Scand J Work Environ Health 2020;46(3):235-247    pdf full text | Published online: 05 Jan 2020, Issue date: 01 May 2020

What is precarious employment? A systematic review of definitions and operationalizations from quantitative and qualitative studies

by Kreshpaj B, Orellana C, Burström B, Davis L, Hemmingsson T, Johansson G, Kjellberg K, Jonsson J, Wegman DH, Bodin T

Objectives The lack of a common definition for precarious employment (PE) severely hampers the comparison of studies within and between countries, consequently reducing the applicability of research findings. We carried out a systematic review to summarize how PE has been conceptualized and implemented in research and identify the construct’s dimensions in order to facilitate guidance on its operationalization.

Methods According to PRISMA guidelines, we searched Web of Science and Scopus for publications with variations of PE in the title or abstract. The search returned 1225 unique entries, which were screened for eligibility. Exclusion criteria were (i) language other than English, (ii) lack of a definition for PE, and (iii) non-original research. A total of 63 full-text articles were included and qualitative thematic-analysis was performed in order to identify dimensions of PE.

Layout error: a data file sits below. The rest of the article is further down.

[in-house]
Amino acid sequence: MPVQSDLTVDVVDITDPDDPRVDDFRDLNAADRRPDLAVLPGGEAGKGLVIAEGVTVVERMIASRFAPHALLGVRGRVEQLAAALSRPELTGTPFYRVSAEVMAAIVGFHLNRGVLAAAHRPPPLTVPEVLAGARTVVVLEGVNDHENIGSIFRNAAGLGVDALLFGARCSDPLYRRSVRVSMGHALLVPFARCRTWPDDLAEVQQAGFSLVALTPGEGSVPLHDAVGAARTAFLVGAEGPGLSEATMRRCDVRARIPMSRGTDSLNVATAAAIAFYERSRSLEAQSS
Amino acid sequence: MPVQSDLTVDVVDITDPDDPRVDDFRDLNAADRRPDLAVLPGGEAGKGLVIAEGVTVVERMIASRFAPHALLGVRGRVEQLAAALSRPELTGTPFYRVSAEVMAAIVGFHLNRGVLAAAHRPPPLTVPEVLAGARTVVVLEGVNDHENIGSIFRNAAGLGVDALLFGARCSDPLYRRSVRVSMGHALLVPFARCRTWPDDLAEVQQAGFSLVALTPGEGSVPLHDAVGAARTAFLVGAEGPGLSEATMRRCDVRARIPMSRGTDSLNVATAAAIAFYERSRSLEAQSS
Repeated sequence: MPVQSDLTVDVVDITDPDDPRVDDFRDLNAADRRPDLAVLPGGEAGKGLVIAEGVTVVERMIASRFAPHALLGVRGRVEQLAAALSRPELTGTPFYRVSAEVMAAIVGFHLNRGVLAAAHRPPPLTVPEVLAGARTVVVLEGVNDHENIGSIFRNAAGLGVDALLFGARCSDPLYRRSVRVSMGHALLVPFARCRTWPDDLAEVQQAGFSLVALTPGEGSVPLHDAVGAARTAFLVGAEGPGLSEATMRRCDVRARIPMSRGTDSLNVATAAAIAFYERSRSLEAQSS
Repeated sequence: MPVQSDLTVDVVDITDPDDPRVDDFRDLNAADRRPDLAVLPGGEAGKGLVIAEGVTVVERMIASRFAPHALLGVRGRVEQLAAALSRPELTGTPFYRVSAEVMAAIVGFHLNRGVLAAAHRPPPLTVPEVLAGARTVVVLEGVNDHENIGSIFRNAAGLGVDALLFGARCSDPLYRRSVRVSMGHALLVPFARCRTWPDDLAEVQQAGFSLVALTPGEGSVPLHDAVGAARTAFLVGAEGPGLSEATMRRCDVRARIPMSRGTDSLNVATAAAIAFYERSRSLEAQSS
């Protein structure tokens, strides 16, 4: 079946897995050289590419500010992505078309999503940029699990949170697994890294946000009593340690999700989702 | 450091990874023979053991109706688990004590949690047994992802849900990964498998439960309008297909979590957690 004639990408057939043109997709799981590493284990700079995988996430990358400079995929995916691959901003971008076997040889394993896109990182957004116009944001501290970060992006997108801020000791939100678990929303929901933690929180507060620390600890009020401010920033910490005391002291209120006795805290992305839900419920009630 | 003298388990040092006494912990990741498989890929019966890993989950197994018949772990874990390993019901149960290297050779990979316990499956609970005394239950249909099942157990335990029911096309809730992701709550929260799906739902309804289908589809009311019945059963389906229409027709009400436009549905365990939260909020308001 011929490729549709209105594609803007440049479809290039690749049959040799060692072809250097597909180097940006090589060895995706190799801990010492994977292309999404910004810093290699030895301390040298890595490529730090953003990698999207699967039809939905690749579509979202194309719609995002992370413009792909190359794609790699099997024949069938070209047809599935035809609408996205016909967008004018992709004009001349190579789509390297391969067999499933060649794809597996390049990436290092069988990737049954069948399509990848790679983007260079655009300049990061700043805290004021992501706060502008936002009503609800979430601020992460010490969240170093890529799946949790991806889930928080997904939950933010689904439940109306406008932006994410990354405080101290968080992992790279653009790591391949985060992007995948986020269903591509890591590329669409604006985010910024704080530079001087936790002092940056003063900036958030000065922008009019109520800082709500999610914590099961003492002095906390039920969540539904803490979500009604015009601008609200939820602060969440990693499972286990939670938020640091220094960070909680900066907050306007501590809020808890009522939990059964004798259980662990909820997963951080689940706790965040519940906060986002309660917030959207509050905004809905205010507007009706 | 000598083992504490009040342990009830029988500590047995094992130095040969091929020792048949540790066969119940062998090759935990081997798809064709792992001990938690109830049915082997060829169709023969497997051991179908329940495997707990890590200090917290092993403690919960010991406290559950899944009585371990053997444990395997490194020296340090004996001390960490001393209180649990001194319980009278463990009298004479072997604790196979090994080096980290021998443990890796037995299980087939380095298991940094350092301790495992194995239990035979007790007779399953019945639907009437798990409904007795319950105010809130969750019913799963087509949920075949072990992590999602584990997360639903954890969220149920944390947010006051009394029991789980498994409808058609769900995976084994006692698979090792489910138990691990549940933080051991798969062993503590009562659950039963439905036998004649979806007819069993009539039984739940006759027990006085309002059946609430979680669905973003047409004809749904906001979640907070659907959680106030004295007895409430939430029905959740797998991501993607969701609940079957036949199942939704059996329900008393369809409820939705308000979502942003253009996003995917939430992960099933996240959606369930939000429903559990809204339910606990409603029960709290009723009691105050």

Results We identified several theory-based definitions of PE developed by previous researchers. Most definitions and operationalizations were either an accommodation to available data or the direct result of qualitative studies identifying themes of PE. The thematic-analysis of the selected articles resulted in a multidimensional construct including the following three dimensions: employment insecurity, income inadequacy, and lack of rights and protection.

Conclusions Despite a growing number of studies on PE, most fail to clearly define the concept, severely restricting the advancement of the research of PE as a social determinant of health. Our combined theoretical and empirical review suggests that a common multidimensional definition could be developed and deployed in different labor market contexts using a variety of methodological approaches.

This article refers to the following texts of the Journal: 2015;41(4):329-337  2019;45(5):429-443  2018;44(4):341-350  2020;46(3):321-329  2014;40(5):465-472  2002;28(3):191-196
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